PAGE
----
Biggs Honored with The Masonry Society’s 2013 Paul Haller Structural Design Award

BY 
January 22, 2014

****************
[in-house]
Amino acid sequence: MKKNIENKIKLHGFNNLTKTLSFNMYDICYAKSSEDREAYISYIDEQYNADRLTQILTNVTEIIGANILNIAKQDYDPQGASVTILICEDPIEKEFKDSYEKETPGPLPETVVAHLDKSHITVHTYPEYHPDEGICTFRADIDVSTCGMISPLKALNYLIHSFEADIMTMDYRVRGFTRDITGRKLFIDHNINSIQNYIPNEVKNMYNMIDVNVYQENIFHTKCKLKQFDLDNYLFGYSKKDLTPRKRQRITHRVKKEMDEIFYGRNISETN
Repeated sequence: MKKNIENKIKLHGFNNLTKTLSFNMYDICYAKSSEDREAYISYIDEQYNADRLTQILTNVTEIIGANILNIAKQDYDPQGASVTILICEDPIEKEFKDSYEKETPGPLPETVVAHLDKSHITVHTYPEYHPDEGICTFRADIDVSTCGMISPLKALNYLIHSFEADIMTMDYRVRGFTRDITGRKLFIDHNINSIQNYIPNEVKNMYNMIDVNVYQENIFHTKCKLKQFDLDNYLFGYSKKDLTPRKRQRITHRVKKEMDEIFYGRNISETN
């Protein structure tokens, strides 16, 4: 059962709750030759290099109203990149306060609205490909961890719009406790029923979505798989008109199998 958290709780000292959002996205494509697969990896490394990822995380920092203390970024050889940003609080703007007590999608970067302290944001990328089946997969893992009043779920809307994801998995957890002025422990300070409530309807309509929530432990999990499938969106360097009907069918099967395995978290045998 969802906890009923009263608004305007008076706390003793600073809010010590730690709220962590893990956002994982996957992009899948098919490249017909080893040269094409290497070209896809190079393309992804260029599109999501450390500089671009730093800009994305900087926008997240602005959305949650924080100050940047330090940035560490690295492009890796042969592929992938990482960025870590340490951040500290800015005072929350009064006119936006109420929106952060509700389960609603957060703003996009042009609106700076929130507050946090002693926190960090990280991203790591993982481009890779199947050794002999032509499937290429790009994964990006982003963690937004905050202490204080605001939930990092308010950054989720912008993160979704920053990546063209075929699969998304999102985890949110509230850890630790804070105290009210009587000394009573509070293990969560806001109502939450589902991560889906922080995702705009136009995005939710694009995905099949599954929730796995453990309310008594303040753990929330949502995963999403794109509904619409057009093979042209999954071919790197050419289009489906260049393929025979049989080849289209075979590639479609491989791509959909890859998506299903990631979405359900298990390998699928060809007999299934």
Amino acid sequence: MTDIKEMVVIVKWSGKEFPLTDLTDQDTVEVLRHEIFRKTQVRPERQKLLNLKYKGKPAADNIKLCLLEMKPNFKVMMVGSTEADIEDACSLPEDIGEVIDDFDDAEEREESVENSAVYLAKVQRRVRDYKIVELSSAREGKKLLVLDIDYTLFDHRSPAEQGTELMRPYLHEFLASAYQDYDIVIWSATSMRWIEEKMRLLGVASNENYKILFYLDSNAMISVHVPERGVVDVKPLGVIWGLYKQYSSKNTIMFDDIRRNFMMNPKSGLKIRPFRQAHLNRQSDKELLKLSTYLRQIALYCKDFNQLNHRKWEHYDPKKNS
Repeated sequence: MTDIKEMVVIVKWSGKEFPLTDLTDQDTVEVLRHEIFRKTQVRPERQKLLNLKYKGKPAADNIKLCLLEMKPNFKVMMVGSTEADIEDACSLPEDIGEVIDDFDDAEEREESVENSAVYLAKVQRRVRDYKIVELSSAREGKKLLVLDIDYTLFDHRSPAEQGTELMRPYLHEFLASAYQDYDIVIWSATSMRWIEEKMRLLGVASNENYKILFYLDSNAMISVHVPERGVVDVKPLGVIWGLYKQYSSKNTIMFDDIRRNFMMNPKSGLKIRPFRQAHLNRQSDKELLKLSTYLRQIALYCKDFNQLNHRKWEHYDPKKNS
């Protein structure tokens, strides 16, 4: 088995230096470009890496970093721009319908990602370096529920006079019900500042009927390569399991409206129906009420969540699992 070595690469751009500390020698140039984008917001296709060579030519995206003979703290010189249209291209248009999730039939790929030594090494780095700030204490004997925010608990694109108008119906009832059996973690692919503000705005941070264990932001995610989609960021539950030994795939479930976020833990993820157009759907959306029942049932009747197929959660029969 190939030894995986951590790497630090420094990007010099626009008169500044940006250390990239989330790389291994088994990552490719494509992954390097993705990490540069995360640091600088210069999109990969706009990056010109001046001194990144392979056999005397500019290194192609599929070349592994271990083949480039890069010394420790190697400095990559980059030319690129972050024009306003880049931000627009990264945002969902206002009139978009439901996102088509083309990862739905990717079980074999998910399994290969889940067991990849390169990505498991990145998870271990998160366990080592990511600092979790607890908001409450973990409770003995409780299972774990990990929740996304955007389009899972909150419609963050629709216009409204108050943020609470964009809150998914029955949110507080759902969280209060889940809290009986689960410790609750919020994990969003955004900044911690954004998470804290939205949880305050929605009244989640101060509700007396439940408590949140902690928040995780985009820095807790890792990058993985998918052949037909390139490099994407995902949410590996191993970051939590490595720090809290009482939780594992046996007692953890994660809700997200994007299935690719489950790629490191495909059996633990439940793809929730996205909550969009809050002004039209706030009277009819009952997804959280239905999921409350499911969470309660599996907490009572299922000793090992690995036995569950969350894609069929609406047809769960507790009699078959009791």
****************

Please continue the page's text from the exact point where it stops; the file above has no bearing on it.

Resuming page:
David T. Biggs, P.E., S.E, Hon. TMS., F.SEI, F.ACI, Dist. M.ASCE, principal of Troy, New York-headquartered Biggs Consulting Engineering PLLC, was recently awarded the 2013 Paul Haller Structural Design Award from The Masonry Society. The award recognizes design work that enhances the beauty, elegance, and economy of structural masonry projects and the long-term impact masonry structures can have on a community. In addition, Biggs was also named a 2013 Concrete Influencer by Concrete Producer magazine for his work as coordinator of the North American initiative by the masonry industries to develop digital technology for Building Information Modeling for masonry (BIM-M). As principal of Biggs Consulting, Biggs specializes in structural forensic engineering, masonry design, and historic restoration. He is also involved with research projects and provides consulting for the development of new masonry products. A graduate of Rensselaer Polytechnic Institute (RPI), where he earned both bachelor’s and master’s degrees in civil engineering, Biggs also served as an adjunct in the Department of Civil and Environmental Engineering at RPI, where he developed and taught the “Masonry Structures” course. Among the highlights of his distinguished career, Biggs was a member of the FEMA/ASCE Building Performance Assessment Team, which was assigned to investigate the 9/11 World Trade Center disaster, and he was a consultant to the Supreme Council of Antiquities for the Republic of Egypt, where he was part of a 6-member international team providing restoration guidelines for use throughout Egypt. He also served as a consultant to the University of Pennsylvania on the restoration and preservation of Gordion, Turkey, the ancient city of King Midas dating to 750 BC. In 2007 he developed the Hybrid Masonry structural building concept, and has been involved with the development of computer software training and research related to the new system. This led to a $1.3 million project funded by the National Science Foundation to research seismic response of hybrid masonry buildings at the University of Illinois, the University of Hawaii, and Rice University. Much in demand as a lecturer, Biggs has been a visiting lecturer at the Czech Technical University in Prague and the University of Auckland, New Zealand. In 2013, he also became a visiting lecturer for the Iraqi Institute for the Conservation of Antiquities and Heritage through the University of Delaware, Institute for Global Studies. The work includes evaluations of the Citadel in Erbil, Iraq, which is considered the oldest city in existence, dating to 6000 BC. Among his many distinguished honors and awards, Biggs has been the recipient of ASCE’s Daniel W. Mead Prize and the Edmund Friedman Young Engineer Award for Professional Achievement. A past member of ASCE’s Board of Direction, he has also been presented the Engineer of the Year Award from both the New York State Society of Professional Engineers and the New York Association of Consulting Engineers, and was the first to be selected as a Distinguished Graduate of the Department of Civil Engineering from Rensselaer Polytechnic Institute. Past chair of the ASCE’s Publications, Audit, Tellers, and Younger Members Committees, Biggs is currently an active member of ASCE’s Mohawk-Hudson Section and a member of the editorial board for Structure magazine.

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